Why the reds flagged

  • Comrades: the Rise and Fall of World Communism
    by Robert Harvey, John Murray, 2003, 422pp.

Lenin, Trotsky, Stalin, Mao, Ceausescu, Ho Chi Minh, Pol Pot, Salvador Allende, Mengistu, Castro, Kim Il-sung: the list of murderous communist leaders is long, diverse and profoundly multicultural. Russia, Ukraine, Poland, Hungary, Czechoslovakia, Yugoslavia, Bulgaria, Albania, Lithuania, Latvia, Estonia, Romania, Vietnam, China, Cambodia, Laos, North Korea, Angola, Afghanistan, Uzbekistan, Tajikistan, Kazakhstan, Ethiopia, Mozambique, Nicaragua, Chile, Cuba: the list of countries that have attempted to create communist societies is equally broad. Continue reading “Why the reds flagged”

Speech Lessons: What Khrushchev’s famous “secret speech” can tell us about regime change.

  • Khrushchev: The Man and His Era,
    by William Taubman, Norton, 2004, 908 pp.

Because he has already been lauded for his extensive research and his psychological insight, I won’t heap further praise on William Taubman, author of a substantial new biography Khrushchev: the Man and His Era. Suffice it to say that he makes extensive use of newly opened archives, carefully parses the Cuban Missile Crisis, pays due attention to Khrushchev’s role in the terror of the 1930s, and includes a healthy sprinkling of the Soviet leader’s favorite insults (“Your view of Soviet power is from inside a toilet!”). Continue reading “Speech Lessons: What Khrushchev’s famous “secret speech” can tell us about regime change.”

It’s make-your-mind-up time, Prime Minister

When the fog of war eventually lifts, how different will the post-war landscape really be? Baghdad will be transformed, whatever happens. The rest of the Arab world might be altered too. But whether the war lasts six days or six months or six years, the international stalemate – the diplomatic quagmire – will still be there when it is over. Continue reading “It’s make-your-mind-up time, Prime Minister”

George’s big mistake was to listen to Tony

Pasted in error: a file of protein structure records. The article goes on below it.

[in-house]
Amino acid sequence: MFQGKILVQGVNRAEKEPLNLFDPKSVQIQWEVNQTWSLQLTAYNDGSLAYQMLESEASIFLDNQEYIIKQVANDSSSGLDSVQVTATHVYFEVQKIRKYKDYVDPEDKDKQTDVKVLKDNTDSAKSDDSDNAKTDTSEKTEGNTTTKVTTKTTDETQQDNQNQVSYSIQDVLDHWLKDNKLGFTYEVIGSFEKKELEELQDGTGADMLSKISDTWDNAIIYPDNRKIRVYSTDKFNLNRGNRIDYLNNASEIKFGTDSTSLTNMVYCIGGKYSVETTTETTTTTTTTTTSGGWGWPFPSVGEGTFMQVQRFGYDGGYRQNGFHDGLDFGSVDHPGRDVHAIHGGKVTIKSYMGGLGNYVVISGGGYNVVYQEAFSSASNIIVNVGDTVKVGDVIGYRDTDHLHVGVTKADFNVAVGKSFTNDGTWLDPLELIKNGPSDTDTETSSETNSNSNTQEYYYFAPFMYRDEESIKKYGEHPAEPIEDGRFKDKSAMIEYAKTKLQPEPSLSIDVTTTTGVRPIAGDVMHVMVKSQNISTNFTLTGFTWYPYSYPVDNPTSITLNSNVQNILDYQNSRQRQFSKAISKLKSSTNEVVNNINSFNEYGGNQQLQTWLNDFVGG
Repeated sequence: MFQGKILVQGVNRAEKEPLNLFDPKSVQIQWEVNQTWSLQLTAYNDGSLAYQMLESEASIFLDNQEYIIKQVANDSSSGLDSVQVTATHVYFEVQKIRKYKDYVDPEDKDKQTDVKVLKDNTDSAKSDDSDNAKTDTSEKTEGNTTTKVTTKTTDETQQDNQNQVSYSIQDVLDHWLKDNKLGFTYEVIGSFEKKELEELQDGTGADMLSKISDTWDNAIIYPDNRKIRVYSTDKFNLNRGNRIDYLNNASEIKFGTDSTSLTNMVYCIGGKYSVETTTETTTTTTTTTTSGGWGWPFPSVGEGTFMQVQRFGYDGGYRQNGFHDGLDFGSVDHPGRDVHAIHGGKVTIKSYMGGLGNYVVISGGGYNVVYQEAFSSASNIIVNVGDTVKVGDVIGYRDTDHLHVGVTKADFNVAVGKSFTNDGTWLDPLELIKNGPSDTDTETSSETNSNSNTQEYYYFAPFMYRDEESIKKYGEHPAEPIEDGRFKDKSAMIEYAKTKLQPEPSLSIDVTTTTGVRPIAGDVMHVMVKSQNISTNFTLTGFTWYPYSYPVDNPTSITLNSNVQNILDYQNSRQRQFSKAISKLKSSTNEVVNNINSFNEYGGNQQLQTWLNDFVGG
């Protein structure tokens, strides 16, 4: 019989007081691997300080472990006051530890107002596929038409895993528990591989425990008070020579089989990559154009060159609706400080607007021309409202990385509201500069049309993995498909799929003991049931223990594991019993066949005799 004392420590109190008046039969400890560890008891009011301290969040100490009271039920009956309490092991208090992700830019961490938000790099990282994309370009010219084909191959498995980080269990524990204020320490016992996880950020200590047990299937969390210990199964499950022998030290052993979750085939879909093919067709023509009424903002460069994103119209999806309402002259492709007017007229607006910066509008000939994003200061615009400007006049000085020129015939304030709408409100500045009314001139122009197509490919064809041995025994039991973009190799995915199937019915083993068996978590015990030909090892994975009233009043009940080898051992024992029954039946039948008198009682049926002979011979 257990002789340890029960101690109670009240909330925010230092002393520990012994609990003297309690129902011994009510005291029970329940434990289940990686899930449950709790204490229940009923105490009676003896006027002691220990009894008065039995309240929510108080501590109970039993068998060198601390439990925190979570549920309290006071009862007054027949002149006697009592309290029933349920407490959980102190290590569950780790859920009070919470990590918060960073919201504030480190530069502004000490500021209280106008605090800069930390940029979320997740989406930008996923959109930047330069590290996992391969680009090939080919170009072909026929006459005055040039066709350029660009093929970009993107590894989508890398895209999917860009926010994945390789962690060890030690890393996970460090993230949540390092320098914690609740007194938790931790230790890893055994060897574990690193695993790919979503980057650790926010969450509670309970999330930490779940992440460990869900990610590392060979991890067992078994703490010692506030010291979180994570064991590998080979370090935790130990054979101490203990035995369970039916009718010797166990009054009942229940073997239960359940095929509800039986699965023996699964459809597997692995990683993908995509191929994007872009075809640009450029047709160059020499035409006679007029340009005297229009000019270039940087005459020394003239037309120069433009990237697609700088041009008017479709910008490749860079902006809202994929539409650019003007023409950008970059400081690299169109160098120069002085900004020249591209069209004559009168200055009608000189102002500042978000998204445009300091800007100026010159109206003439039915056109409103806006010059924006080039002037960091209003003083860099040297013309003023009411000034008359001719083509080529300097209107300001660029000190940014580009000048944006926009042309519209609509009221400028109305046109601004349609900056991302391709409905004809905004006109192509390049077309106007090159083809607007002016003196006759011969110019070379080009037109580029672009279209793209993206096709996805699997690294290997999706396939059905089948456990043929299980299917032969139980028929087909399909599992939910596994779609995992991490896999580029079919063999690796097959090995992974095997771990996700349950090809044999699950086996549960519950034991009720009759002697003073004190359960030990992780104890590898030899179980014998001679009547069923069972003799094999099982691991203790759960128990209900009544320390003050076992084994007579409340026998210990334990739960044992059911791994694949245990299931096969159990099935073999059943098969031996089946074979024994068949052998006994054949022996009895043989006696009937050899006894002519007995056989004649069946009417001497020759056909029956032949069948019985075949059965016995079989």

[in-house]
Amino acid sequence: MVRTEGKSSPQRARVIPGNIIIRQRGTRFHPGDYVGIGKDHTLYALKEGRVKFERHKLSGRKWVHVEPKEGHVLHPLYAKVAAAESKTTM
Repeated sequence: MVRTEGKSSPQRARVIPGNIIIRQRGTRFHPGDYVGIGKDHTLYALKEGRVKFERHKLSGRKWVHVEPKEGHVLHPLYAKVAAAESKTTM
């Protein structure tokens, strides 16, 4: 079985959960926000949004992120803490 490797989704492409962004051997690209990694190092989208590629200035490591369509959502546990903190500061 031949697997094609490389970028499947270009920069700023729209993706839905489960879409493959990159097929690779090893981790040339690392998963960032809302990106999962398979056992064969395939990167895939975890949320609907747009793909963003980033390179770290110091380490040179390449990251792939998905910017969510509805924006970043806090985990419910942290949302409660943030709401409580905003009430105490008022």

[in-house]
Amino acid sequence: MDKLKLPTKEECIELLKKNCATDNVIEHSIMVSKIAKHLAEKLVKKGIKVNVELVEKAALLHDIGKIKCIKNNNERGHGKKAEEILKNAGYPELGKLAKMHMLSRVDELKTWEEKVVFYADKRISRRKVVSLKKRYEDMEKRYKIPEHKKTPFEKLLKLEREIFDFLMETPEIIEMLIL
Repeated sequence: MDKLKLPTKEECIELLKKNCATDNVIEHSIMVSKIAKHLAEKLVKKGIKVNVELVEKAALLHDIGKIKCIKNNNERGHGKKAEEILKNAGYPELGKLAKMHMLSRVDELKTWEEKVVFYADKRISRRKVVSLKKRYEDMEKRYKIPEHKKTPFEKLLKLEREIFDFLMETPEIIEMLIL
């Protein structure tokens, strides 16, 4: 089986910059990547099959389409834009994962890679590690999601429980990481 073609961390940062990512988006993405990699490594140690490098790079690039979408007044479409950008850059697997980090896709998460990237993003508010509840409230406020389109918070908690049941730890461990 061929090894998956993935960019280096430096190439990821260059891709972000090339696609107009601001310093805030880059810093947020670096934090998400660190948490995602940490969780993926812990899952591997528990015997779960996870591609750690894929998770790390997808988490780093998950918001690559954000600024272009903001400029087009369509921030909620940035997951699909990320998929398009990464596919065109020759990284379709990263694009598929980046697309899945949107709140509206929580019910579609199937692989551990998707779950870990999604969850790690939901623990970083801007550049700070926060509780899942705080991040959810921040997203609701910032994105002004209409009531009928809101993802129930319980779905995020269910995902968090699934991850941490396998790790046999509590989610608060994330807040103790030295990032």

Practically nobody is willing to say it, so let us be as frank as possible: the decision to conduct the invasion of Iraq in consultation with the United Nations – a decision taken by President George W Bush partly to mollify his friend Tony Blair – has been utterly disastrous. Continue reading “George’s big mistake was to listen to Tony”

An Oddball Miles From Anywhere

  • Regions of the Great Heresy: Bruno Schulz, A Biographical Portrait
    by Jerzy Ficowski, (translated by Theodosia Robertson)
    W. W. Norton & Company, Inc. 2004, 282pp.

Hot and silent, dusty and deserted, the town of Drohobycz seemed, during the few summer days I spent there some years ago, like a place forgotten in time. The houses had a certain faded, Austro-Hungarian glamour, but seemed to have been built for different people, in a different era. The central market square had a certain pleasing symmetry, but practically no business was conducted there. The peasant women who had carved small vegetable gardens out of the tangles of weed that passed for shrubbery looked up suspiciously when a stranger passed, and then looked quickly down again. Continue reading “An Oddball Miles From Anywhere”

Saddam is a pushover compared to Kim Jong Il

This weekend, Colin Powell, the American Secretary of State, is not in Israel or in Jordan, preparing for imminent war with Iraq. He is not in Europe, mollifying allies. Instead, he is in Japan and South Korea, quietly dealing with the other weapons-of-mass-destruction crisis, the one we have heard much less about. Continue reading “Saddam is a pushover compared to Kim Jong Il”

After the Gulag

  • The Gulag Survivor: Beyond the Soviet System,
    Nanci Adler, Transaction, 290 pp.
  • Night of Stone: Death and Memory in Twentieth-Century Russia,
    by Catherine Merridale, Penguin, 402 pp.
  • Reabilitatsiya: Kak Eto Bylo (Rehabilitation: How It Was),
    by Andrei Artizov, Yuri Sigachev, Vyacheslav Khlopov, and Ivan Shevchuk,
    Moscow: International Democracy Foundation, 502 pp.

In 1955, the Russian writer Yuri Dombrovsky returned home to Moscow after twenty-five years in Soviet camps and exile—twenty-five years “out there”—to discover that he had not, after all, been completely forgotten. He was handed a rehabilitation document, given a grudging pension, assigned a single room in a communal apartment. Although few of his works would ever be published again, he was allowed to rejoin the Writer’s Union. Most of his colleagues there shunned him. Continue reading “After the Gulag”